Mr. Tucker, a Welsh journalist and novelist, has drawn up a complete Who’s Who of the characters in Powell’s novels and provided a brief essay on each work. He also discusses Powell’s themes and technique. Although this is clearly a labor of love, Tucker faces up to Powell’s limitations: his clumsy handling of material, his limited range of experience and interest. Sometimes he is disingenuous. To say that not very much can be learned from putting Powell’s novel sequence, A Dance to the Music of Time alongside Proust is to beg the question altogether. In every way, from originality to command of language, Proust towers over Powell and to pretend otherwise is absurd.
The two most interesting things about this best-seller are, first, how a doctoral dissertation in political science became a best-seller—combine her bedside (her bed) interviews with Johnson, which she reveals, with excellent advance public relations work, which she does not—and, second, the texts of her interviews with Johnson, some of which are fascinating and will some day be put to better use by a good biographer. As historical biography, this book leaves much to be desired. Its author was overwhelmed by her subject and disinclined to check his memories against actuality. She makes some plausible observations about ‘Johnson’s personality, but either carries them too far or becomes strangely silent when his words belie them. Finally, Johnson is too seldom heard from; the preponderance of this book is comprised of the author’s dull prose and unexciting recounting of events.
This interestingly written biography discusses the life and works of the Marquis de Sade, placing both within the social and political violence of the French Revolution. This volume does not aim at sensationalism, but the mere narration of Sade’s activities and the summary of his books makes him a contemporary of the modern destroyers of man and his environment. According to Donald Thomas, “Sade unveiled a universe dominated by evil and destruction, where the only consolation was a brutal, erotic prelude to the unlamented obliteration of the human race.” The book contains numerous illustrations from the original editions of Sade’s works and from related materials.
This thoughtful book is one of the few fruitful and appropriate studies in the “image” genre since Merrill Peterson invented that approach. The Lee mystique has colored and sustained a view of the American experience wherein exemplary character and military ideals assume greater importance than the dreary details of the everyday in assessing the Old South. Connelly reviews the darker side of the Lee heritage and the process whereby Jubal Early and a coterié of Virginia junior officers elevated Lee’s wartime record to the superlative. The extensive documentation and persistence in shattering a marble image of Lee make for a most valuable product. Yet no revisionist triumph has ever been worked with more repetitiveness or less organization than this volume. The brooding, self-disciplined, and human Lee that Connelly seeks to describe is stillborn in the mind of a reader wearied by many details and few vigorous organizational principles. The result is a very interesting mixture of brilliant investigative instinct and narrative after the fashion of a lengthy legal document.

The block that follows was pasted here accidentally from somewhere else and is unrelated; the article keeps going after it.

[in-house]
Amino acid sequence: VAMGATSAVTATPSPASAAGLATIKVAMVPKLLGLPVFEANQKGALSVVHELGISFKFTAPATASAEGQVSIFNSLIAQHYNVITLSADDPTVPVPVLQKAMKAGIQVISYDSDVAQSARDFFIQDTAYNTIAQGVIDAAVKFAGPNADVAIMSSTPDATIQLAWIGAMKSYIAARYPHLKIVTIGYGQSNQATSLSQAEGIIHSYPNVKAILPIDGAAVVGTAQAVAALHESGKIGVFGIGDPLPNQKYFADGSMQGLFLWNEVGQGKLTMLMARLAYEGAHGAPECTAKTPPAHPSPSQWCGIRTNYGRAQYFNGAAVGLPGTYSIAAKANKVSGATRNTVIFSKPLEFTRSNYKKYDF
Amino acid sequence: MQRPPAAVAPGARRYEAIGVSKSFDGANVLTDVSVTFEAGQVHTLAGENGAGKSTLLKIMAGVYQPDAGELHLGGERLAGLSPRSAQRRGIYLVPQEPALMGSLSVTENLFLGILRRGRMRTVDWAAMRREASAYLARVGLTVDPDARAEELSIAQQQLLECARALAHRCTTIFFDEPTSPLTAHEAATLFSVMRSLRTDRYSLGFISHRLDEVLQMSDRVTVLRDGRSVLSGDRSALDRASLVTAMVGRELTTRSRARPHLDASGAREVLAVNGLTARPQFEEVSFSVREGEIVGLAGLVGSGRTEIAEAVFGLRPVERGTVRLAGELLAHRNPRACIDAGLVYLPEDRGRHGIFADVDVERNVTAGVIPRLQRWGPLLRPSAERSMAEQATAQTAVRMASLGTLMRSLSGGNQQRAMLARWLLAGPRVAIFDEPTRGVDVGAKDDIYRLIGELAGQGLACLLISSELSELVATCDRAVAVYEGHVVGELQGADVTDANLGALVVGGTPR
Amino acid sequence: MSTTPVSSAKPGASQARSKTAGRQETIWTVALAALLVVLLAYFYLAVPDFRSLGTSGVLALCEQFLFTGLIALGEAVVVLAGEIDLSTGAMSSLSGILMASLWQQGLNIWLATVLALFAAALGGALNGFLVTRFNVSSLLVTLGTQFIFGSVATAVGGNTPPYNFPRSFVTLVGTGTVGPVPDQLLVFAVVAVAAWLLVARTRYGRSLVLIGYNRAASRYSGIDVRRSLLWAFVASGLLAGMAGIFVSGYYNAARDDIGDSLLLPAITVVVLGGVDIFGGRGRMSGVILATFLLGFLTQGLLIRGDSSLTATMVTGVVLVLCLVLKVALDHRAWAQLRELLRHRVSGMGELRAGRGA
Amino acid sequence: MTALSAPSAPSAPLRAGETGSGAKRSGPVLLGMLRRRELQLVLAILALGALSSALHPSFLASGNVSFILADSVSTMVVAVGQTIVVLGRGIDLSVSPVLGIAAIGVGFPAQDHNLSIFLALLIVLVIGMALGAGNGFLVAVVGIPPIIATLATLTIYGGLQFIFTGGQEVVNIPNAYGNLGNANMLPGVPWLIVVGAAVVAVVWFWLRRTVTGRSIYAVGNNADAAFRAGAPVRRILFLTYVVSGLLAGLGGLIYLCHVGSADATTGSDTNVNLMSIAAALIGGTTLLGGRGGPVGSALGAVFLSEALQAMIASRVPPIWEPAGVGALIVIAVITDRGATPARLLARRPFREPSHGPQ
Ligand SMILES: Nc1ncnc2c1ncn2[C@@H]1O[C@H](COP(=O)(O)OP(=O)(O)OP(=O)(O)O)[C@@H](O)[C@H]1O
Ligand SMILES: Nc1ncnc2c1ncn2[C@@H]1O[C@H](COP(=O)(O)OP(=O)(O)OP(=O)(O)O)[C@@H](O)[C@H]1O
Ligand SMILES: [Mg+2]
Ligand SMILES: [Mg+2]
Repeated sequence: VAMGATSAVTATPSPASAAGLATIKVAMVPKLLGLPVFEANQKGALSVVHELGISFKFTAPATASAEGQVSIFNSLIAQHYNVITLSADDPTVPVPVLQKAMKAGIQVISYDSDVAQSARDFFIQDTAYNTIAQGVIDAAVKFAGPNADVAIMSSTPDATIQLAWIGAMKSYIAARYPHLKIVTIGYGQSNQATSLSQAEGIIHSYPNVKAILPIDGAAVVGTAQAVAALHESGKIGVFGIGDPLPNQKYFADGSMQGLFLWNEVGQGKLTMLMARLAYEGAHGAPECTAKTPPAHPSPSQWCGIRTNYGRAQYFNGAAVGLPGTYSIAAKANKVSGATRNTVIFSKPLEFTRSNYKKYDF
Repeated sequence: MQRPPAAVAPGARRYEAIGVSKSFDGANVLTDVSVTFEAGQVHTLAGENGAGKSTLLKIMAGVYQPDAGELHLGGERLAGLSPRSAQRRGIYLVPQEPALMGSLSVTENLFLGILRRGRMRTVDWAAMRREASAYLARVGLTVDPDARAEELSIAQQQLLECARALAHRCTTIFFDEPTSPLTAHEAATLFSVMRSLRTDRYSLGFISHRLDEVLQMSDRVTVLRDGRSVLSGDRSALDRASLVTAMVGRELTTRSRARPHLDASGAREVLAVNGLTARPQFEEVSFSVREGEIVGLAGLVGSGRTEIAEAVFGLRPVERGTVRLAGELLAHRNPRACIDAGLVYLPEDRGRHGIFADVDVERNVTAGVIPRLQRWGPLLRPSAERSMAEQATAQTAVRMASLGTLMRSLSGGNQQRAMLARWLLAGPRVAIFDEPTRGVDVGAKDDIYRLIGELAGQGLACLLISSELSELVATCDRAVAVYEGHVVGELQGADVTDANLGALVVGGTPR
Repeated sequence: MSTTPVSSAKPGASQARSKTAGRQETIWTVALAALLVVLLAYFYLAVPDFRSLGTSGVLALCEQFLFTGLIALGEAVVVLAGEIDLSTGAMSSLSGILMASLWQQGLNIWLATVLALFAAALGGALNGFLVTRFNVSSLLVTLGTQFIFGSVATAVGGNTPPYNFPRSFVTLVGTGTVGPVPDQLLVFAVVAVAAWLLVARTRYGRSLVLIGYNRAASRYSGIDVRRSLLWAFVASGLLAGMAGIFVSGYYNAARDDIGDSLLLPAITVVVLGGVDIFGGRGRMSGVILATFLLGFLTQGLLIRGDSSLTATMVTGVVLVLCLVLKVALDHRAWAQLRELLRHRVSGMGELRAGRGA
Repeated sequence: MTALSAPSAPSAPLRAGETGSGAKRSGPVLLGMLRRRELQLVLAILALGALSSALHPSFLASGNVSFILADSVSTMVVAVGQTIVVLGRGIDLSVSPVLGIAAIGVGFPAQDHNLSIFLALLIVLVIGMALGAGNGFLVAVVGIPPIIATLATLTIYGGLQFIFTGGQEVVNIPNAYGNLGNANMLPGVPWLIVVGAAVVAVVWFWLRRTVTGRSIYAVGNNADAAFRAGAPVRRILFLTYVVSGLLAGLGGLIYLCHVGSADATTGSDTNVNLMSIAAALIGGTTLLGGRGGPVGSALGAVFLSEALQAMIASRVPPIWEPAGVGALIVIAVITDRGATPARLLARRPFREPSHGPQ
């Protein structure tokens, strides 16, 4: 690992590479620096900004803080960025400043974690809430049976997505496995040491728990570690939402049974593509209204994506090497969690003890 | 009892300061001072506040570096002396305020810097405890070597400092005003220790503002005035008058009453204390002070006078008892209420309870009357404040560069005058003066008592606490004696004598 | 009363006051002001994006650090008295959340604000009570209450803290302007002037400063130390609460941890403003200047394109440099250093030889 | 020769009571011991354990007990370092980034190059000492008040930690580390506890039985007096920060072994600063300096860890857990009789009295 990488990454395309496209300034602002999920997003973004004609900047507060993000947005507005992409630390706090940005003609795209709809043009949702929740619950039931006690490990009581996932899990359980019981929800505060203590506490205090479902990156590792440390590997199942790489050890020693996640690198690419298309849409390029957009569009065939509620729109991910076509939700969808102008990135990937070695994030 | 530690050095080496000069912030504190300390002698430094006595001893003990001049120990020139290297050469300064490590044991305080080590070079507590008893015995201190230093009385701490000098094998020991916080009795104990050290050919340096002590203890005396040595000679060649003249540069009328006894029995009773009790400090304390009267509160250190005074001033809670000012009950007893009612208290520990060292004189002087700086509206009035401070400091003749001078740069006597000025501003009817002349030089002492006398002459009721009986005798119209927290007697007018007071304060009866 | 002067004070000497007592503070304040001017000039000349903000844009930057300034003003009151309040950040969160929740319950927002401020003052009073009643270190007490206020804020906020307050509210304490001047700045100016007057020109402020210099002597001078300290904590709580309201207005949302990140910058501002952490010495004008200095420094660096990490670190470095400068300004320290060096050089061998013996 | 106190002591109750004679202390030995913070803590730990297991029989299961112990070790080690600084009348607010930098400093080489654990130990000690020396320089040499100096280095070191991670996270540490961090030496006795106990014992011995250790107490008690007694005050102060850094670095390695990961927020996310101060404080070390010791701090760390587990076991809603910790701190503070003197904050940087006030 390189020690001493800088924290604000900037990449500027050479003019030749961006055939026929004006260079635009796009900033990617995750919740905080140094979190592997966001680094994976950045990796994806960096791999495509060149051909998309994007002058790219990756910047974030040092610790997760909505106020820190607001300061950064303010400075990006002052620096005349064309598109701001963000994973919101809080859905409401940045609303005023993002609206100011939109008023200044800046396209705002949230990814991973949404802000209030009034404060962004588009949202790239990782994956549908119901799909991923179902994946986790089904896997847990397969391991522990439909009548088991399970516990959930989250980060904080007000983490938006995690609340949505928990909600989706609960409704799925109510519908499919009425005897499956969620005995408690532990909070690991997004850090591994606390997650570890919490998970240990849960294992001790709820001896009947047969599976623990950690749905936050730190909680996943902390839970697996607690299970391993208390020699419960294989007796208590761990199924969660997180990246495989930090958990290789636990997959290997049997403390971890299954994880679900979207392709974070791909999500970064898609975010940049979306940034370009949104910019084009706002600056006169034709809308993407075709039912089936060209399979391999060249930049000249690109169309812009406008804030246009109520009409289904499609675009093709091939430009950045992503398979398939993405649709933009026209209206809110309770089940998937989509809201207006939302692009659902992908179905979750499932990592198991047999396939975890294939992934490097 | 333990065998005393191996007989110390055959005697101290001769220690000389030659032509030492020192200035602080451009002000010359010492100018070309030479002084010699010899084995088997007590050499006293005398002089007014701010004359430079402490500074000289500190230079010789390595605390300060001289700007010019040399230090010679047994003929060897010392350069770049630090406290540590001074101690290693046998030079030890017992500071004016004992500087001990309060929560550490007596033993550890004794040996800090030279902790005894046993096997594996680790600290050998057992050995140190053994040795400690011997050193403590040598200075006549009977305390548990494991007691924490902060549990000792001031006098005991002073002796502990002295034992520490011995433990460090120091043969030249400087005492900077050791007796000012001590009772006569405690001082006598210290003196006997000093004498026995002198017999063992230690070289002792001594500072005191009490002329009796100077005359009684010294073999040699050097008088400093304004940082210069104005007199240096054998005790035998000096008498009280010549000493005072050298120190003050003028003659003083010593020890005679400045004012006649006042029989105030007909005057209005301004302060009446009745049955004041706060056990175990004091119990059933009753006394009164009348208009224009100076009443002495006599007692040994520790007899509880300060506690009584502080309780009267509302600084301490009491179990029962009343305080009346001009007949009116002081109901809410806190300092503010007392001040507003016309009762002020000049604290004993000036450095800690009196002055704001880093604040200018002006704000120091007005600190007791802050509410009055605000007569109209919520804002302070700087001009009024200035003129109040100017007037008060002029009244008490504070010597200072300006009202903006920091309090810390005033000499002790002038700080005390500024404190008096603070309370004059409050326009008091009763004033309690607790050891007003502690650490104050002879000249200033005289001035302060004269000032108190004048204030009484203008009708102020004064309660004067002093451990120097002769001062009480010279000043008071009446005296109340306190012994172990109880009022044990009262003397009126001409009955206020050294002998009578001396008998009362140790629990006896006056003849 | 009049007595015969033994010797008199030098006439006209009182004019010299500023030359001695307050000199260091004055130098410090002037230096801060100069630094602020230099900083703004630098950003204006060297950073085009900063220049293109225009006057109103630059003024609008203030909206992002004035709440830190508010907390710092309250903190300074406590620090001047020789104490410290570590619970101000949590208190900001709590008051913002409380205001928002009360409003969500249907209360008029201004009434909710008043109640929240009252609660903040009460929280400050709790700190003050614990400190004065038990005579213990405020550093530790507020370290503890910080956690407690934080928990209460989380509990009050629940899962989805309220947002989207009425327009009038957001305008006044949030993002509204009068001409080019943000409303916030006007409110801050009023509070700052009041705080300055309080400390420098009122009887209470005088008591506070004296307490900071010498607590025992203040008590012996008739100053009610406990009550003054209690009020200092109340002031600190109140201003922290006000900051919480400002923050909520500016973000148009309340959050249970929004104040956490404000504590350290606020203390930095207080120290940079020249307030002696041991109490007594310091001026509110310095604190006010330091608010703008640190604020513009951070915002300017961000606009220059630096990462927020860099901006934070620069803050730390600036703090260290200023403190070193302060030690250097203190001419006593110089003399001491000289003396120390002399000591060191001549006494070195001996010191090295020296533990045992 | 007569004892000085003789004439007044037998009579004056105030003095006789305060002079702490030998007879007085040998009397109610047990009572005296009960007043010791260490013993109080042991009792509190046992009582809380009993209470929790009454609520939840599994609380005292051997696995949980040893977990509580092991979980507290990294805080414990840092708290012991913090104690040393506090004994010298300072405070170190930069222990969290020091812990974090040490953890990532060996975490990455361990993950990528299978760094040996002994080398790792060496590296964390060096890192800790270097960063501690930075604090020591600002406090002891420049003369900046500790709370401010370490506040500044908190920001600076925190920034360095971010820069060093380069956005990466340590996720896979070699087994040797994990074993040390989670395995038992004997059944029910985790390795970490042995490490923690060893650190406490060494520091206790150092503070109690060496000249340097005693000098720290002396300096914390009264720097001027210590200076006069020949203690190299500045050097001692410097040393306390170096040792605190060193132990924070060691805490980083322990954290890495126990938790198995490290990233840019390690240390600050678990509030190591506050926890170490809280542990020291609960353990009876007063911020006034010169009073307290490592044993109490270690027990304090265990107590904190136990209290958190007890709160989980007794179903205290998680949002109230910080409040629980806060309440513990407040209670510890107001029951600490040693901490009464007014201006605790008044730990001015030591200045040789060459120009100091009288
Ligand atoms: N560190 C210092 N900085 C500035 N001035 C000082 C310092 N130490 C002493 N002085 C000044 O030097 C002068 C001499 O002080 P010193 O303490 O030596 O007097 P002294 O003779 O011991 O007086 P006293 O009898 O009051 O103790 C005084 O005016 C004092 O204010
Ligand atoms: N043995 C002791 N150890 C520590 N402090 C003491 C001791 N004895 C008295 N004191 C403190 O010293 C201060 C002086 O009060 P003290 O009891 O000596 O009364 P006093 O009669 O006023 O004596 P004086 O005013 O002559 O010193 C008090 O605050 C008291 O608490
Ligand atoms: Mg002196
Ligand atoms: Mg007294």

This big, sprawling biography is one of the most entertaining—if that word can be applied to the subject—studies of Hitler that we are ever likely to see. Not as scholarly as Joachim Fest’s book, it is nevertheless well researched, and it is written in a lively and provocative style. In some respects the Hitler who emerges is almost too human, too normal; one is left with the uncomfortable feeling that if he had not existed a perfectly adequate stand-in would have been found, and the monstrous story would have unfolded in much the same way. For Hitler was a product of his time, and Mr. Toland has told the story of that awful period well.
Robert Liddell has produced a careful and workmanlike, but not very readable, study of a fine Greek poet who is only now receiving wide attention in the English-speaking world. Unfortunately, however, the chief datum to emerge from this book is that Cavafy lived an exceedingly dull life, and Liddell’s discussions of the poems are too superficial and diffuse to relieve the tedium of his narrative.
It is difficult to think of many undertakings less called for than yet another biography of Oscar Wilde. Mr. Kronenberger tells Wilde’s story gracefully, if somewhat perfunctorily; his account is marred, however, by its absence of documentation and by the unilluminating and wrongheaded treatment accorded Wilde’s literary achievement. Both casual and serious students of Wilde should forego this book for H. Montgomery Hyde’s recent biography, which remains the best available.
For pure escapism one should read this exotic autobiography of a girl who was raised in a palace with 500 servants, shot her first panther at the age of 12, married a Maharajah, survived the Jet Set, and became a leading member of Parliament in her modern mother India.
Anyone who has read with sheer delight the author’s The Italians will be equally enthralled with the incisive insights of this intriguing autobiography by the Dean of the 20th Century America Watchers.